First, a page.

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ERIC Number: EJ739904
Record Type: Journal
Publication Date: 2005
Pages: 3
Abstractor: ERIC
Reference Count: 0
ISSN: ISSN-1063-5734
Hard Times: Philosophy and the Fundamentalist Imagination
Allsup, Randall Everett
Philosophy of Music Education Review, v13 n2 p139-141 Fall 2005
A close reading of Gradgrind's opening monologue of Hard Times by Charles Dickens will provide the starting off point for an examination of the role and place of philosophy in the music curriculum. The Gradgrind philosophy finds easy parallel to current thinking in American education. In the fundamentalist imagination, sources of ambiguity must be rooted out--basic skills make adults out of reasoning animals. According to George W. Bush, children should be tested on basic reading and math skills every year, between grades three and eight. Measuring is the only way to know whether all children are learning and he wants to know, because he refuses to leave any child behind. Like Gradgrind suggests, it is the principle on which people brought up their own children, and this is the principle on which they will bring up today's children. Such a philosophy of education proudly combines folk beliefs about teaching and learning with the hard science of thorough assessment. The fundamentalist philosophy of education is a governing philosophy--it is a philosophy for, not with, its initiates. Judgments are passed, not reached; answers are given, not argued. Teachers in this setting--whether willing accomplices or not--define what needs to be known and instruct accordingly. It is an educational method that emphasizes and then measures what is literal. (Contains 11 notes.)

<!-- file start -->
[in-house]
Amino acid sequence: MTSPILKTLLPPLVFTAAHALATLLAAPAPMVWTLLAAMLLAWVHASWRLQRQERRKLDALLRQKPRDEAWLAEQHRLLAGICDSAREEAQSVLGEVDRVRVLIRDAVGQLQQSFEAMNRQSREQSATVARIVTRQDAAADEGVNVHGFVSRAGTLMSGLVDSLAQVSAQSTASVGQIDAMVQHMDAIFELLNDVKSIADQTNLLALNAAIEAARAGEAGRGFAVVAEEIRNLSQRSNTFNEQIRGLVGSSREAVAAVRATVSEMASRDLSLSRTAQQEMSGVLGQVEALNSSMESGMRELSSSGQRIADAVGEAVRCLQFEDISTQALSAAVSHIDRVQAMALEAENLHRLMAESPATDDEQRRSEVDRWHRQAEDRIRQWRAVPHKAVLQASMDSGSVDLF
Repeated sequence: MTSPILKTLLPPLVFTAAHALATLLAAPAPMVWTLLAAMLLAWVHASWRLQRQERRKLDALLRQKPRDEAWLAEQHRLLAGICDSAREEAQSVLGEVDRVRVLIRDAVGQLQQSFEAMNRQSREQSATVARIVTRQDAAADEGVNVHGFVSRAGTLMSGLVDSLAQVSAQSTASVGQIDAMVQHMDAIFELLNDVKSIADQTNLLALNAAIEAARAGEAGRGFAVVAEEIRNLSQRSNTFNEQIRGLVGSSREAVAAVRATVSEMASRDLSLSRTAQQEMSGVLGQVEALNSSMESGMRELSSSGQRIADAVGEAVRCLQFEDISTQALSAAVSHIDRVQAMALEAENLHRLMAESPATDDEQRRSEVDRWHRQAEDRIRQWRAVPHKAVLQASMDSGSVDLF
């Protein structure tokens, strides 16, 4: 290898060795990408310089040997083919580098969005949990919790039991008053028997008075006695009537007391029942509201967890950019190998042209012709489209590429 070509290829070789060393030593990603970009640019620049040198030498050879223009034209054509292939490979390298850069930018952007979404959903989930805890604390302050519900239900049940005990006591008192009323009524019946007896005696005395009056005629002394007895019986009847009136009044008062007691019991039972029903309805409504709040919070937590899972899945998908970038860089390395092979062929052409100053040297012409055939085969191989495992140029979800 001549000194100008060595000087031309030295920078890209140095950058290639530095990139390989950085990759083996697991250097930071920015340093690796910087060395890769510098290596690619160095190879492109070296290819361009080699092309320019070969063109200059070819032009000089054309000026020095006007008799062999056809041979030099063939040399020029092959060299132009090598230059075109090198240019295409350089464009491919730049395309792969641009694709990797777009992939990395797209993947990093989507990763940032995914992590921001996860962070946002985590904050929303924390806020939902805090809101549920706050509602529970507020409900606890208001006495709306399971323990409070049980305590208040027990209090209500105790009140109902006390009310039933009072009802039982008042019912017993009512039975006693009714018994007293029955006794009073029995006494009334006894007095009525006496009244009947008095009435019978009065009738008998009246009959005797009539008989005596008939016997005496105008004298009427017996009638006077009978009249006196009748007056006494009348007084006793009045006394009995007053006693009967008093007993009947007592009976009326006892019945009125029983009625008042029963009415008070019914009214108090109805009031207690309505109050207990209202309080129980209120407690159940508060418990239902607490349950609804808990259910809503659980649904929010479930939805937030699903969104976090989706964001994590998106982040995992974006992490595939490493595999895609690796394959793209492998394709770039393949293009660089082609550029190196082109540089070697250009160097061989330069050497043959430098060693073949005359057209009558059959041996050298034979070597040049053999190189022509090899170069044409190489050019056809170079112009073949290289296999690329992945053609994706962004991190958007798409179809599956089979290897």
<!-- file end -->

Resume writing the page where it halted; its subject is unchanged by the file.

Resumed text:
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Publication Type: Journal Articles; Opinion Papers
Education Level: N/A
Audience: N/A
Language: English
Sponsor: N/A
Authoring Institution: N/A